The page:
This richly illustrated book covers one of the most fascinating yet poorly documented periods of jewellery design. The Pre-Raphaelite Brotherhood was a group of young, rebellious artists whose work reflected their deeply romantic private lives. They believed that decoration was as worthy as painting and sculpture, and took pleasure in designing everyday objects, including jewellery, for their personal use. Many of their paintings featured jewels full of symbolism and secret messages, such as the pansy, lilies of the valley, or the dove, all explained in the text. Towards the end of the 19th century, their ideas were superseded by others, culminating in the Arts and Crafts movement which reverted to simpler designs with much less intricate detail. Each of the movements had artists and jewellers who have subsequently become closely associated with them.
This remarkable and carefully researched book traces the stories behind jewels designed and owned by these artists, often right back to the original drawings. Many entirely new discoveries are featured, including Rossetti's watch, a necklace designed by Sir Edward Poynter and worn by his model for 'Helen of Troy', and a cross by Sir Edward Burne-Jones commissioned by John Ruskin in memory of Rose La Touche. The book deals with intensely personal souvenirs of romantic and even blighted love. Amongst the illustrations are works of art from royal, aristocratic and artistic circles, and some of the finest collections in Europe.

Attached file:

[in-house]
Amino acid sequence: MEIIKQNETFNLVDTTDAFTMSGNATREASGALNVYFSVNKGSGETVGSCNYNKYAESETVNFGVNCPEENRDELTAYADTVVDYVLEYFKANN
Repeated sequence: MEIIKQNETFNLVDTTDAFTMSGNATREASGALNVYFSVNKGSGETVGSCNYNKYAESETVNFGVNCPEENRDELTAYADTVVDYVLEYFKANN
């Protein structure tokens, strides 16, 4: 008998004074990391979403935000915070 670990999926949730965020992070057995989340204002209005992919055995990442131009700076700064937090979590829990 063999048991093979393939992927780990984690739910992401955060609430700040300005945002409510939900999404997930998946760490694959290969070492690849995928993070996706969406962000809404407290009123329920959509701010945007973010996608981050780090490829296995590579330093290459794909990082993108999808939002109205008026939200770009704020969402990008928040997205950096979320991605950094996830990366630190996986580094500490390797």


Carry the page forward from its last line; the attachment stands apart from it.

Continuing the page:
Artists featured include Dante Gabriel Rossetti, Sir Edwin Lutyens, William Holman-Hunt, William Morris, Charles Ricketts, William Burges, Henry Wilson and John Paul Cooper. The pieces were made by eminent jewellers such as Carlo Giuliano, Hancock's, Child & Child, and Barkentin & Krall, and some were presents for prominent society ladies such as Margot Asquith and Ellen Terry. Jewellery from this period is avidly sought for its famous romantic associations. As the artists had little respect for the intrinsic value of the materials used, undiscovered jewels may previously have been overlooked but today could be of great value and importance. As many as 30 designs appear for which no jewel has yet been traced.